Plans sink for major submarine fiber cable system

The board of Pacific Fibre, a submarine fiber cable network that would link Australia, New Zealand, and the U.S., has called it quits.

The board of Pacific Fibre, a company assembled in 2010 to raise funds to deploy a submarine fiber-optic cable network that would link Australia, New Zealand, and the United States, has called it quits. The board concluded that it would not be able to raise the NZ$400 million the project would require, and therefore the company has ceased operations.

“A 13,000-km cable is clearly an audacious thing to try and do," explains Pacific Fibre board chairman Sam Morgan via a press statement. "We were fortunate to find supportive shareholders, fantastic staff, and early customer support from the likes of REANNZ and Vodafone. We’ve spent millions of shareholder funds trying to get this done, and despite getting some good investor support we have not been able to find the level of investment required in New Zealand initially and more broadly offshore.”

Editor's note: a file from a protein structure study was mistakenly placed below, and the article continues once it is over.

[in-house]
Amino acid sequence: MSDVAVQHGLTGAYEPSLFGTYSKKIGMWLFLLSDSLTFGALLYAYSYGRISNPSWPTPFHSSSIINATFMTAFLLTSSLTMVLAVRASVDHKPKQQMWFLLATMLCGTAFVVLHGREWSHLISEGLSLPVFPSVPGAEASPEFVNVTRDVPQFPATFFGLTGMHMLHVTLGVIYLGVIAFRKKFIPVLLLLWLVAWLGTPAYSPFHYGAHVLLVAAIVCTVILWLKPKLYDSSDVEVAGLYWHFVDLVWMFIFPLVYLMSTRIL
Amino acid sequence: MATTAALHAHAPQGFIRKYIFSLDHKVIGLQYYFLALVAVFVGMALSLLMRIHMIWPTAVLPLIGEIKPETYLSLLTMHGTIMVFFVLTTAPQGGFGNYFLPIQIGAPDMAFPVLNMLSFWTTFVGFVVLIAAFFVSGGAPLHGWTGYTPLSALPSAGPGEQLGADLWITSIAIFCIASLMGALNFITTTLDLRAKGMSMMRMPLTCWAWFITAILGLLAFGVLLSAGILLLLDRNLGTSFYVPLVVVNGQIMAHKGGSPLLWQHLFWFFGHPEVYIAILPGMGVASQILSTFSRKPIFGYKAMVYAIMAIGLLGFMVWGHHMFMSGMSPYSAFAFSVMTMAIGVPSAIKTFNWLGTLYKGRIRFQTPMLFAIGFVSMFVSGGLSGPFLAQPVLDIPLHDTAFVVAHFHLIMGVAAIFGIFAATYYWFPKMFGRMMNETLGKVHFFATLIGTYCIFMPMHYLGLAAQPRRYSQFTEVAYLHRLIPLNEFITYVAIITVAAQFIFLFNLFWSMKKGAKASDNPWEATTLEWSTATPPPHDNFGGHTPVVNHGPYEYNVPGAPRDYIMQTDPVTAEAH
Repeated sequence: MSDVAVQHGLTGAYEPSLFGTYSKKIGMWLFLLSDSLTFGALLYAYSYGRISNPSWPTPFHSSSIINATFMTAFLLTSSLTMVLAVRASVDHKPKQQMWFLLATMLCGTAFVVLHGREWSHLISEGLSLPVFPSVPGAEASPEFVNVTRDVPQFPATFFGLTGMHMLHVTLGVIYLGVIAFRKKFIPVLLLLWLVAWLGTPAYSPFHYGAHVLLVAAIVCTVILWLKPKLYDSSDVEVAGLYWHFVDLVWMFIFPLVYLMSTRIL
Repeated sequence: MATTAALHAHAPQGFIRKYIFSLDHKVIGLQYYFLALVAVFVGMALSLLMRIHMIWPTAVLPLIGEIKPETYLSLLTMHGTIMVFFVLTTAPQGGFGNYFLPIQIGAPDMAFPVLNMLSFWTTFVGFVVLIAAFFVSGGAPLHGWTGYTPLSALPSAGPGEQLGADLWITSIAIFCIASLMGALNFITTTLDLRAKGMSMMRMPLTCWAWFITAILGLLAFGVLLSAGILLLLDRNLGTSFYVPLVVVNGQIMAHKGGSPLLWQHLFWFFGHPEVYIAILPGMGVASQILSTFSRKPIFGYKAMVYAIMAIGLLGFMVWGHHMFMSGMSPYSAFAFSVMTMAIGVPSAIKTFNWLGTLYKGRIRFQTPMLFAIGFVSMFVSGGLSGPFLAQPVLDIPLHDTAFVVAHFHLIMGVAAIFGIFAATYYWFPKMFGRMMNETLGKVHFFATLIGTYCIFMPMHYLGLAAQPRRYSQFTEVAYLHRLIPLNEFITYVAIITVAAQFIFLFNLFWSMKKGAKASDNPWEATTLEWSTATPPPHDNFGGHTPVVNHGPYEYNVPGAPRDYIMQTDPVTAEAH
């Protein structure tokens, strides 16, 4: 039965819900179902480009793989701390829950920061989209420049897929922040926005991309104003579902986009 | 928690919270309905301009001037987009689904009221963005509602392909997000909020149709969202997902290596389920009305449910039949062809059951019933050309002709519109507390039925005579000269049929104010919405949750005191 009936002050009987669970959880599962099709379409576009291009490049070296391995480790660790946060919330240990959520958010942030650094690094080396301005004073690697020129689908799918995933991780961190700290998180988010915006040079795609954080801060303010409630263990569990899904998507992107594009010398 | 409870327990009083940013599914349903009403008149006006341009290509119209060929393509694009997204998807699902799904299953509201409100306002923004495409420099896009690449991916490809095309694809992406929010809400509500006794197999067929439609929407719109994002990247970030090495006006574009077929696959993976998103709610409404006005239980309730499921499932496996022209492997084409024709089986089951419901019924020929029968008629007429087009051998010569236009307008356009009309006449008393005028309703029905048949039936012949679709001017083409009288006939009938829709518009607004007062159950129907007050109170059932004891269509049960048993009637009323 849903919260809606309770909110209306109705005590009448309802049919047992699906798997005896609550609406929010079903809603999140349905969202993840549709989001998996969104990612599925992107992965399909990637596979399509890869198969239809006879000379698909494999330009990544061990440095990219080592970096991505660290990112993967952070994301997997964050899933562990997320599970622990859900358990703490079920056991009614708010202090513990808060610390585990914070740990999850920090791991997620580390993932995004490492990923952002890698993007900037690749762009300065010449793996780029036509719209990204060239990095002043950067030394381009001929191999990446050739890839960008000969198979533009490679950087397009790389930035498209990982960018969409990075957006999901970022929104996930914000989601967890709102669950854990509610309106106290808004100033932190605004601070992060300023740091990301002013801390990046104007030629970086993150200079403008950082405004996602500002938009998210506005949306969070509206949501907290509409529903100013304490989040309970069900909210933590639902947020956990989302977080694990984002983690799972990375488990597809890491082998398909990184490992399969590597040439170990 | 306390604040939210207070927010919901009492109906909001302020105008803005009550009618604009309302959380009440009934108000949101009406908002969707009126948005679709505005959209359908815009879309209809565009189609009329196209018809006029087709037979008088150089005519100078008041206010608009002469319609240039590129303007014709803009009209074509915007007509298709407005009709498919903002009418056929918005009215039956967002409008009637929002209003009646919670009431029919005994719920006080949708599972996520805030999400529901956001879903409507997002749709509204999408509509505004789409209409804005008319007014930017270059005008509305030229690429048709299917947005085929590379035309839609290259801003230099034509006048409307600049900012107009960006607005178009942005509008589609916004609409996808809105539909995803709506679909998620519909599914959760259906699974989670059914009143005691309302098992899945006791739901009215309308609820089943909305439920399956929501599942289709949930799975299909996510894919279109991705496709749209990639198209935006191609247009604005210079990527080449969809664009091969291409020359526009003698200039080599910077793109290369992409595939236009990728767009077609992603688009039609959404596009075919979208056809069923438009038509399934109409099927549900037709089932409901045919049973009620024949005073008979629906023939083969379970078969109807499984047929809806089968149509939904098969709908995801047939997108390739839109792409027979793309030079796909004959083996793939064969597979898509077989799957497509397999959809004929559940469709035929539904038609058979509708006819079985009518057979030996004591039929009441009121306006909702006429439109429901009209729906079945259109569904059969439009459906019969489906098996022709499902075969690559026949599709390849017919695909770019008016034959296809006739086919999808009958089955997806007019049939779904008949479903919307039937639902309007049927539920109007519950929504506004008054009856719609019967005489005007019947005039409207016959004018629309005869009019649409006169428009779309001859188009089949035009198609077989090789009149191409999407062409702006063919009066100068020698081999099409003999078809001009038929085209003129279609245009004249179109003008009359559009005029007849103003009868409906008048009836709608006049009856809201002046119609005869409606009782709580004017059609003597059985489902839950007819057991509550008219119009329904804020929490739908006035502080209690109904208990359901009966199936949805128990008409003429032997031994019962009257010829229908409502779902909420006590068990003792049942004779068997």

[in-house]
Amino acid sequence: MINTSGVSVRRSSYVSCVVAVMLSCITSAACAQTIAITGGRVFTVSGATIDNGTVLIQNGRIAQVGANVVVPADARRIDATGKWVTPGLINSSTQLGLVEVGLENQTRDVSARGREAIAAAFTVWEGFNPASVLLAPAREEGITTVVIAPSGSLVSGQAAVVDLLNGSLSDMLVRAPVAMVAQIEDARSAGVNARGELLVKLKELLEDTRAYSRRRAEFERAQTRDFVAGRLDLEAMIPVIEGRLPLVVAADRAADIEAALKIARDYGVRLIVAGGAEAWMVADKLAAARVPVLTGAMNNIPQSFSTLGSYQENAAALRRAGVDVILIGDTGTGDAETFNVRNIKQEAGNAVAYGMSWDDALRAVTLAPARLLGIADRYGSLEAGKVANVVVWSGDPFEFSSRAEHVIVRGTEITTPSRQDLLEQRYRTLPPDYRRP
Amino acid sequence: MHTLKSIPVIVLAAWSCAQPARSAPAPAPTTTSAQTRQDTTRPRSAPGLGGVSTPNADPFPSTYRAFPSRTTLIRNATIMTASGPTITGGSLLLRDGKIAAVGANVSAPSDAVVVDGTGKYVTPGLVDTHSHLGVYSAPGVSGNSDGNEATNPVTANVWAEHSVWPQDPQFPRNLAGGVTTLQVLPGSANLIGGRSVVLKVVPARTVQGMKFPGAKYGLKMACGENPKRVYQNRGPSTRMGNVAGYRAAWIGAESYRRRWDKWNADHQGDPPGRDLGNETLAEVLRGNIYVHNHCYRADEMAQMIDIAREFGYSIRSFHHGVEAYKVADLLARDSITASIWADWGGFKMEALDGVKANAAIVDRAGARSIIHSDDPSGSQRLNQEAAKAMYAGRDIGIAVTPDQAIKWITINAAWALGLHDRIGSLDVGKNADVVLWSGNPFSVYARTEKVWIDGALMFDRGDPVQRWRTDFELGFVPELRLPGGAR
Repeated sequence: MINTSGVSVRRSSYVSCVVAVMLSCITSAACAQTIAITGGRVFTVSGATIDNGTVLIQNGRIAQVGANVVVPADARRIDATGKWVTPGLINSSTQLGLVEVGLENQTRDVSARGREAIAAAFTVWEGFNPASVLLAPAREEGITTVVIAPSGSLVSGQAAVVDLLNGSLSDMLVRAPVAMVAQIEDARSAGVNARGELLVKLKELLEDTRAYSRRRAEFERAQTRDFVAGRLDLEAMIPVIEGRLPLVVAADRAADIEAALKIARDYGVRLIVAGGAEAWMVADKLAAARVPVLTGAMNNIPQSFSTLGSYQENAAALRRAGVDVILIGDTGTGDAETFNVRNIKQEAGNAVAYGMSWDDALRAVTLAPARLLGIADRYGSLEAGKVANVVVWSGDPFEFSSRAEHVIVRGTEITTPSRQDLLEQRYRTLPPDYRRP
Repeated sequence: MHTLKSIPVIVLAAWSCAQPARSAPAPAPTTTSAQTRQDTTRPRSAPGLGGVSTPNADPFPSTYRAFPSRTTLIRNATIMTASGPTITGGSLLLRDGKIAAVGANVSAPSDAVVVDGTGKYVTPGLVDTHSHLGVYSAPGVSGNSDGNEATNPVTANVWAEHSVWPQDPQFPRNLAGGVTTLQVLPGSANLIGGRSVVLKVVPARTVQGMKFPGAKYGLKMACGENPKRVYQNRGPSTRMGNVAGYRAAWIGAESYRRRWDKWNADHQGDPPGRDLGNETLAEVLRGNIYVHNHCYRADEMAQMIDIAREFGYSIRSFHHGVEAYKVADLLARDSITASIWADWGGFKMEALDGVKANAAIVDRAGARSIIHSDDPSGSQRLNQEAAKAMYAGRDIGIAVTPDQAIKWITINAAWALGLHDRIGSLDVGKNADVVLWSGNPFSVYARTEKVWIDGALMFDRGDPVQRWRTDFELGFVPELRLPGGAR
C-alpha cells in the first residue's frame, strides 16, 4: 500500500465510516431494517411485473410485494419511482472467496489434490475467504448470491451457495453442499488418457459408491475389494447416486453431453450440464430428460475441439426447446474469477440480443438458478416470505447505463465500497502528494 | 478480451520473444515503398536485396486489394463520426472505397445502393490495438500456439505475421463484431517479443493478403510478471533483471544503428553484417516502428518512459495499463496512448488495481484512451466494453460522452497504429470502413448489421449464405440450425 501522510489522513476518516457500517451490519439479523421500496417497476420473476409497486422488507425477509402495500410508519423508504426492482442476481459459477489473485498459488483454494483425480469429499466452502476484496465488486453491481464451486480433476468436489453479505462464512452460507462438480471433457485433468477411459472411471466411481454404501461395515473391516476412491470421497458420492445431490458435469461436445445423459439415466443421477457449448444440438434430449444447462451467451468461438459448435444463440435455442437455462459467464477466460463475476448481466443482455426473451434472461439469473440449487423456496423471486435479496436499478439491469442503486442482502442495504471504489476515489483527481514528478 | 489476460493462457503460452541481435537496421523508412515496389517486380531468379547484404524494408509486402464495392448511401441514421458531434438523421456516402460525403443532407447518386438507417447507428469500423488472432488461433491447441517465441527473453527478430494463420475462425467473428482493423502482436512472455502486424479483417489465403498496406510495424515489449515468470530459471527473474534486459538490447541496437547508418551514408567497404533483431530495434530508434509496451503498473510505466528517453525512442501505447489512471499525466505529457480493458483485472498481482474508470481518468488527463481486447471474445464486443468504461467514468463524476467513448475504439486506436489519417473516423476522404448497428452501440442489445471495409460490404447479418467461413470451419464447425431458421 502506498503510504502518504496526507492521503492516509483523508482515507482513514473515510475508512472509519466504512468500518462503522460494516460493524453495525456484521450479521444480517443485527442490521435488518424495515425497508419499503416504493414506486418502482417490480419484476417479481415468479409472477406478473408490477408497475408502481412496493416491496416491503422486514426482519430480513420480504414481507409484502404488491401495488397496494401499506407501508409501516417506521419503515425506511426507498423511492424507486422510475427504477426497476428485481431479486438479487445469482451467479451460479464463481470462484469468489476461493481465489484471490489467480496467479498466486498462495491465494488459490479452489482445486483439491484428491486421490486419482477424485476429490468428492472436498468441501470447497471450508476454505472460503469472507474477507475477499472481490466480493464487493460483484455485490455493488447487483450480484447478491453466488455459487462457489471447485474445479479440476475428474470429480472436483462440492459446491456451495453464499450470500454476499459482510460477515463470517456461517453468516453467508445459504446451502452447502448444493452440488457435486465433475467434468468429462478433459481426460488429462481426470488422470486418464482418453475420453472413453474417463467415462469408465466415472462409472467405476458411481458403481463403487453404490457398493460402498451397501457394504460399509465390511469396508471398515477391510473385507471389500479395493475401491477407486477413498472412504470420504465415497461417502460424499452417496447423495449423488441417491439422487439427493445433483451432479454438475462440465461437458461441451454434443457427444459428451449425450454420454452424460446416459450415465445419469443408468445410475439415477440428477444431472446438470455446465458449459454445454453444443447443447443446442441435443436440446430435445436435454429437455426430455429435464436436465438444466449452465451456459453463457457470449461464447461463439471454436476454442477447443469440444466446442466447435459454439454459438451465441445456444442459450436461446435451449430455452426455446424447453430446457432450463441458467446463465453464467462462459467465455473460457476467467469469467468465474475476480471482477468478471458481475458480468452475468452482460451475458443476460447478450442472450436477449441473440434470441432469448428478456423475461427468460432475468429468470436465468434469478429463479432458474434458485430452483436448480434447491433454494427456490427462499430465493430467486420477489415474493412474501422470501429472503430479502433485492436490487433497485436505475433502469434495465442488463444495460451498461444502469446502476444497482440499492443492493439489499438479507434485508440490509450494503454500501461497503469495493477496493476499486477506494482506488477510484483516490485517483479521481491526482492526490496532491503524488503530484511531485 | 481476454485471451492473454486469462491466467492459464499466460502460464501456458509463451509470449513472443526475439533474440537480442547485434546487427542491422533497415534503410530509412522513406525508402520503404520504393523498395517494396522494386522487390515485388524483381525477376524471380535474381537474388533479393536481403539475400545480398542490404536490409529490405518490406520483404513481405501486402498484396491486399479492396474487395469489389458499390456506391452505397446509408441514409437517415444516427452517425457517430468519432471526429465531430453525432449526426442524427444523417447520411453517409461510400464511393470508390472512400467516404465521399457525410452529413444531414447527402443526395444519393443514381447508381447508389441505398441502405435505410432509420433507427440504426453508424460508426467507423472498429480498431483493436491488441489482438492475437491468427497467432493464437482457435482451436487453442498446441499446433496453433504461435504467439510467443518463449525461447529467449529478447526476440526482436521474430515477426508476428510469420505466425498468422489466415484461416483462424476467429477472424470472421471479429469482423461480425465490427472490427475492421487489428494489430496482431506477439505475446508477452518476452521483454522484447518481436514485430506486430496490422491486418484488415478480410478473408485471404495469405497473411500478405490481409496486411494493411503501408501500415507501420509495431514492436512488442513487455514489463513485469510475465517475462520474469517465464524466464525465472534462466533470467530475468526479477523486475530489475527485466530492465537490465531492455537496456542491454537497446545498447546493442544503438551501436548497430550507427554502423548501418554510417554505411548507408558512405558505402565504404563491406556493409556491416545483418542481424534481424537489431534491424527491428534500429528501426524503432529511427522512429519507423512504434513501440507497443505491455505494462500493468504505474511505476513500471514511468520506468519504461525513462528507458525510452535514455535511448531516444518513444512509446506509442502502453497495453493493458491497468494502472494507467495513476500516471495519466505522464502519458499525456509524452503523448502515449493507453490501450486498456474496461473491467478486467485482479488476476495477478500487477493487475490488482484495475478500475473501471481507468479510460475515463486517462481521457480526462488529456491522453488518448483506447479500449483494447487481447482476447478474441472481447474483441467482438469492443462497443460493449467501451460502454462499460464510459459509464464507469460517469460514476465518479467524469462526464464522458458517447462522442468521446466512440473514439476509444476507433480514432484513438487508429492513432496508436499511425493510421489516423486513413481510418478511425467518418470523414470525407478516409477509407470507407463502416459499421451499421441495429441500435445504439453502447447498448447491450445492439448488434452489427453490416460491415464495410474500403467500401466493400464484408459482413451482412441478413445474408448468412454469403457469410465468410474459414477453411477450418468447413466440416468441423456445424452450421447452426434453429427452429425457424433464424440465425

Pacific Fibre signed a supply agreement with TE Subcom in July of last year for a two-cable system, each with two fibers, with a design capacity of 12.8 Tbps. The target completion date was 2014.

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“We started Pacific Fibre because we know how important it is to connect New Zealanders to global markets. The high cost of broadband in New Zealand makes it hard to connect globally and it is this market failure, not a technical failure, that we tried hard to solve,” added the company's co-founder and director, Rod Drury.

“We feel like we’ve done everything we can to succeed and we are all hugely disappointed that we have not managed to get there,” concluded Pacific Fibre's board chairman Morgan.


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